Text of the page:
Everyone who wants to engage in therapy can benefit. Not surprisingly, people who don’t have a modicum of motivation to change probably won’t. Psychotherapist Jeffrey Sumber, MA, stressed the importance of being ready, willing and open to therapy.
Some folks believe that therapy is right for everyone; that “who couldn’t benefit from a little therapy?”
While I personally believe that there are a huge number of people that benefit from our services, it is my experience that unless a person is truly open and ready to do their own work, then therapy can actually create a negative experience for the person so that when they might be truly ready to make a change, their experience with therapy was less than enjoyable.
…Hostile clients do not serve the client or the therapist. Our job is not to fix people; it is to support people who want to heal by reflecting their own strength back to them. There are clearly some clients who are 99 percent against changing their behaviors or thoughts, but it takes 1 percent, some thread of interest or hope, for the process to be successful.
It’s important to have friends to talk to, but a therapist is trained to understand these matters more deeply and therefore is able to offer more than just good advice. Life gets complicated and it sometimes takes a deeper understanding of human nature in order to move beyond the current situation.
Also, because therapy is confidential and the therapist has no vested interest in what you do, it can be easier to talk openly with a therapist and really get down to what is going on.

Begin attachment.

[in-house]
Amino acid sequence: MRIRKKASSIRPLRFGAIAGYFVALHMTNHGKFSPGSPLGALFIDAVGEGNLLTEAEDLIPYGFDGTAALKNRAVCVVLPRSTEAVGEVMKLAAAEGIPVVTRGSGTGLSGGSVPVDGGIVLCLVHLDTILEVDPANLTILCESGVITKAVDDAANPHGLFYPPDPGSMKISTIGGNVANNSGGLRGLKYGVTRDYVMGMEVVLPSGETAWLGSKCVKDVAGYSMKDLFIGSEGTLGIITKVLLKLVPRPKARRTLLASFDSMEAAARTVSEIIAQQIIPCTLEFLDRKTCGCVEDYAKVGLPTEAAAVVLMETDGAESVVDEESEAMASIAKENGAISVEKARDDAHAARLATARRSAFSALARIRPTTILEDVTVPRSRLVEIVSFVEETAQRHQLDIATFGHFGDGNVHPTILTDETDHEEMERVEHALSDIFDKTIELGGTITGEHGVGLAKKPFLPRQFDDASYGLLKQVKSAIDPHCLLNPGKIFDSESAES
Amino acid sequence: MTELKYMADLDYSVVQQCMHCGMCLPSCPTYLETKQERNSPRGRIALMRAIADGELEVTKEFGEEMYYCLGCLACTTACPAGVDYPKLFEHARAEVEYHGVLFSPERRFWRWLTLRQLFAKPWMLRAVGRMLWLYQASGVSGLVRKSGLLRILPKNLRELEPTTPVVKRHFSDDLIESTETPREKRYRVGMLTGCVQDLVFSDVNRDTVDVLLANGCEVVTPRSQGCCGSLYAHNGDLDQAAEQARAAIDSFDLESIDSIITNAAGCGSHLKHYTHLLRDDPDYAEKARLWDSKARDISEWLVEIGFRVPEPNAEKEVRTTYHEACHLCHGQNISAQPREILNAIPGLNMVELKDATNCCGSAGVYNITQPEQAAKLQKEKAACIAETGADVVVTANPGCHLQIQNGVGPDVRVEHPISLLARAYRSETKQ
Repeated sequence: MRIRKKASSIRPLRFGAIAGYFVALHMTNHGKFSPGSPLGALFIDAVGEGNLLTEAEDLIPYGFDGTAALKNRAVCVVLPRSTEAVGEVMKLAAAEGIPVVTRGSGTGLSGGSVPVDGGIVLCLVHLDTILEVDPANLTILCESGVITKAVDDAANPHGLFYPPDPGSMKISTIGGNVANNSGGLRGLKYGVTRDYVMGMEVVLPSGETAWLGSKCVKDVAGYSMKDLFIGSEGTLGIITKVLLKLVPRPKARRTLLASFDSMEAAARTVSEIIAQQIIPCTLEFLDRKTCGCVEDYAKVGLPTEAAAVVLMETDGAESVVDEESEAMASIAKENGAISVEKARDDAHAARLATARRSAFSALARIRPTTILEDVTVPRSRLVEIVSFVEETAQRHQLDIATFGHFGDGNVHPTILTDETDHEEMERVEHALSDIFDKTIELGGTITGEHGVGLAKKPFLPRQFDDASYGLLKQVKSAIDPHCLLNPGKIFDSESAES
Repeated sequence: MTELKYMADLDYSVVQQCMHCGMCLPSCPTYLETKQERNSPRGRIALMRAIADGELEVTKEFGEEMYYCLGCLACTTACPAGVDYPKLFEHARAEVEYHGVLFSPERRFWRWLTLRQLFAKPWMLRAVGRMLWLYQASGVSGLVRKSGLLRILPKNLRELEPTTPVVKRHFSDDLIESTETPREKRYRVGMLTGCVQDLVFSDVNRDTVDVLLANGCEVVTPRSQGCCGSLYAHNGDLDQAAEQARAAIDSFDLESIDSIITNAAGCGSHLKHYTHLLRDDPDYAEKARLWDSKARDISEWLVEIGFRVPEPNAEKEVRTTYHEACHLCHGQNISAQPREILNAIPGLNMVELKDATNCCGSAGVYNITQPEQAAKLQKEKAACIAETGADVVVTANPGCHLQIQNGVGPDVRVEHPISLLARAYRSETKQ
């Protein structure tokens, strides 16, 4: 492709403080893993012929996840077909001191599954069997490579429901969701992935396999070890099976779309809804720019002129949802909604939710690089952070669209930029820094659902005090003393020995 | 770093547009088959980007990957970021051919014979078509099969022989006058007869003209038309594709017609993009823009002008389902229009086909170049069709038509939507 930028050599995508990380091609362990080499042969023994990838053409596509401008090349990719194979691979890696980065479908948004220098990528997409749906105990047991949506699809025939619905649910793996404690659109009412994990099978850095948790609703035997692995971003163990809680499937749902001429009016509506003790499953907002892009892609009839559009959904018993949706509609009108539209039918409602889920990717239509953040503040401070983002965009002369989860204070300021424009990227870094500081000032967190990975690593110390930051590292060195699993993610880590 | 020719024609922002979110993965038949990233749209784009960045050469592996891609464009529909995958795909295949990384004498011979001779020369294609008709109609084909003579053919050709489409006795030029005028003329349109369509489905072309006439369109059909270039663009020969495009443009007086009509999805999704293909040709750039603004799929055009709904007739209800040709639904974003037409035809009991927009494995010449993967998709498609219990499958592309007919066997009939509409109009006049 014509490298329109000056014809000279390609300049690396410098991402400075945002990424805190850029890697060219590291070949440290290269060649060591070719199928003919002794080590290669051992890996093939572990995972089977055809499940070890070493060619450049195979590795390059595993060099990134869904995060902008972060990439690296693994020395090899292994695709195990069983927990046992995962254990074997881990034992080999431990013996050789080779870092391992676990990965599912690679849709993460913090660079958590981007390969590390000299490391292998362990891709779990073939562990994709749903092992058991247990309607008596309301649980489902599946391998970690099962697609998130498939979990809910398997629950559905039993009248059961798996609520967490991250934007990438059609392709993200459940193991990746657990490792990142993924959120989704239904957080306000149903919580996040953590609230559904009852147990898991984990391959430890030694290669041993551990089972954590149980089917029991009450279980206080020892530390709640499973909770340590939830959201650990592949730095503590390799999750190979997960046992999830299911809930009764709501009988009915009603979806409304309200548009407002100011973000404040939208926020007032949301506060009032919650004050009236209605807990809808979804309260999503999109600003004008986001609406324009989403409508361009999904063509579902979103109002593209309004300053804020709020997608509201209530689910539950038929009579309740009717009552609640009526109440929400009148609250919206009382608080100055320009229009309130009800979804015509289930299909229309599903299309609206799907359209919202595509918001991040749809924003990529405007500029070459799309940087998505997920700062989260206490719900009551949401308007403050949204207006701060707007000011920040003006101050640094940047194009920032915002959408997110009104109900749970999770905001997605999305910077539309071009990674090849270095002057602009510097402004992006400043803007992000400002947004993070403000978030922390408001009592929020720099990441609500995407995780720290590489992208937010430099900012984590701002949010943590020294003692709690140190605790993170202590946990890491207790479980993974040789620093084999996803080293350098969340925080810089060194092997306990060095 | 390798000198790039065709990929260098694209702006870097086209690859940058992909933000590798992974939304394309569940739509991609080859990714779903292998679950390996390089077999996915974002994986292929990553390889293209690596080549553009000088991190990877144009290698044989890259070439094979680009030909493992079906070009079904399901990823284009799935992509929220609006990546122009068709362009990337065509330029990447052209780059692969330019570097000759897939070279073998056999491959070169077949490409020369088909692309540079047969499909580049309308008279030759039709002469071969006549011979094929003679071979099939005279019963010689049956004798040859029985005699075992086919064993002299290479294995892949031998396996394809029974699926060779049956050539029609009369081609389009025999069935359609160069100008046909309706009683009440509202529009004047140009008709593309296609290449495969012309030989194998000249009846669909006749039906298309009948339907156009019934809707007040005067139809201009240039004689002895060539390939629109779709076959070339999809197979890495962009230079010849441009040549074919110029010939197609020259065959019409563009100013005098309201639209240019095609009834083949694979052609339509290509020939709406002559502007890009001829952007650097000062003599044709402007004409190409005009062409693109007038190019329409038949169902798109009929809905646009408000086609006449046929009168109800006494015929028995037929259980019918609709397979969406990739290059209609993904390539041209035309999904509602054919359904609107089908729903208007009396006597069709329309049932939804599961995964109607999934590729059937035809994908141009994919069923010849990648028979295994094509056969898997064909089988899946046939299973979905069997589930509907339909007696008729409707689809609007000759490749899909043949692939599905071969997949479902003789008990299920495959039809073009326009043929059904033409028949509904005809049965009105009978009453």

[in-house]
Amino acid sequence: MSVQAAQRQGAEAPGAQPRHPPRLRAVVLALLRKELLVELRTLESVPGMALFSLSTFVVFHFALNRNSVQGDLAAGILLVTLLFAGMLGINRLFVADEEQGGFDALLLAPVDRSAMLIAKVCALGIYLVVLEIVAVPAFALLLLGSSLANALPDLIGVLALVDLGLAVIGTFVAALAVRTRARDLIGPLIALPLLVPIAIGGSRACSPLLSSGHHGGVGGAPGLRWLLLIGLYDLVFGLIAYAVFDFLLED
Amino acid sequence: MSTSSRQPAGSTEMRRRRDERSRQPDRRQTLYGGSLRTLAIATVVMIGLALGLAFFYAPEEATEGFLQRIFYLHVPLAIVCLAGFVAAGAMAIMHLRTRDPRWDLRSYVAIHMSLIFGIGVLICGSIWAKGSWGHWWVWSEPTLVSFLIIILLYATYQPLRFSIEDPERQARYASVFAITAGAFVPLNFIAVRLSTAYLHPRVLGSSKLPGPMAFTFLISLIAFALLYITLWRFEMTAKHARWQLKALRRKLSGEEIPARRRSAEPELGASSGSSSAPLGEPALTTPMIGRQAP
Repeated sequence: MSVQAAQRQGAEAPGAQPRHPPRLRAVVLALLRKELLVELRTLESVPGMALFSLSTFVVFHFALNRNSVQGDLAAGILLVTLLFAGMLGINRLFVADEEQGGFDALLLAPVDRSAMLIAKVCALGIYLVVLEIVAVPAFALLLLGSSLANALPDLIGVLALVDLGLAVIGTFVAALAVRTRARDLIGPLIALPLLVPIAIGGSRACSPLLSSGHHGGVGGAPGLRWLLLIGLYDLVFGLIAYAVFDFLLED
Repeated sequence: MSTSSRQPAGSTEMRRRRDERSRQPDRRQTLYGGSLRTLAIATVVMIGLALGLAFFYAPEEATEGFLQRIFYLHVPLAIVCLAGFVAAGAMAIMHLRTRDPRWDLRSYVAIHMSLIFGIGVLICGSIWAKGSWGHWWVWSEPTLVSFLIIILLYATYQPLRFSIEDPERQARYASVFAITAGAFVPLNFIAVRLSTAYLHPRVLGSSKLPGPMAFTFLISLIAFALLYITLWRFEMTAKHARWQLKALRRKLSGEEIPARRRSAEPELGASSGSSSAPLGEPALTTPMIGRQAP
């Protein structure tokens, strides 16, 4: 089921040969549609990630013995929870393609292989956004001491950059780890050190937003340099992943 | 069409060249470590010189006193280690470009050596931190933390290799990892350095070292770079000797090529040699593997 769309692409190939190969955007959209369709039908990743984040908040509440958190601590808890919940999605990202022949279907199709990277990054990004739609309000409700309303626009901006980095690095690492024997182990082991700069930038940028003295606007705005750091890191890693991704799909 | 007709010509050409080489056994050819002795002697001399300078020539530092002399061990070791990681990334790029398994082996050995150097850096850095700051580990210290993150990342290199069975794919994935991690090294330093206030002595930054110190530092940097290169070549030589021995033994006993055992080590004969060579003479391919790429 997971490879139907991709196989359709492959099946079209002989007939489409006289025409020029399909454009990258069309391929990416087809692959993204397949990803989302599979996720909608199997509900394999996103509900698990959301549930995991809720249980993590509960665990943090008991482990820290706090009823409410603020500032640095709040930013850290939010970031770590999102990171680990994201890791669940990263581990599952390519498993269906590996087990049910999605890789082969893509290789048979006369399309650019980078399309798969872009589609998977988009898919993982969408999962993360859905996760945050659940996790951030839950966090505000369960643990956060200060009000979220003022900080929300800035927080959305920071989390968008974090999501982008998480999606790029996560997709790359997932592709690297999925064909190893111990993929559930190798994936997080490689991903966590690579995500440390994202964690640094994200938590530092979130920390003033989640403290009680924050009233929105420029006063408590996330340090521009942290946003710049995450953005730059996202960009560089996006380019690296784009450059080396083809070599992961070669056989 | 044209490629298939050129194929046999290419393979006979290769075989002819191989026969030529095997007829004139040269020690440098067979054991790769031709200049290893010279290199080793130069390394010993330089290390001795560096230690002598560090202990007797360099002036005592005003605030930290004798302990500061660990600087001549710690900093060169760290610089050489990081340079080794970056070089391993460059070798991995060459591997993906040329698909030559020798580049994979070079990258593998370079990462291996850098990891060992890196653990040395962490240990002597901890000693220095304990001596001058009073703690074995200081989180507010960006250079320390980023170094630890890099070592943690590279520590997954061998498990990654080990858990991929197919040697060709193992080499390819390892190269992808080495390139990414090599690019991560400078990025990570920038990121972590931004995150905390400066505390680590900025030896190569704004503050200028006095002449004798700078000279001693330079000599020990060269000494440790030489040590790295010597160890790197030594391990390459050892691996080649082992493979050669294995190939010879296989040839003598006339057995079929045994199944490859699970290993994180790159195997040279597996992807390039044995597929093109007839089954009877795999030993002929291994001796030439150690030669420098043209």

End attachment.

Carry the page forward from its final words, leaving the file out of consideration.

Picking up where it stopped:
Myth 3: Therapy isn’t working unless you’re in pain.
Therapy often gets painted as a painful and miserable process. But this picture glosses over the fact that therapy equips clients with effective coping skills to live a more fulfilling life – and can be very rewarding. As Tuckman said:
Although therapy can address some pretty painful subjects, it doesn’t need to be all about pain and suffering. Therapy is often more about understanding yourself and others differently and learning how to cope with the sorts of things that most people deal with at one point or another: relationship dissatisfaction, loss, anger, uncertainty over the future, transitioning from one situation to another, etc. Even though most people go through these experiences, therapy can help you navigate them more smoothly and set yourself up for success on the other side of it.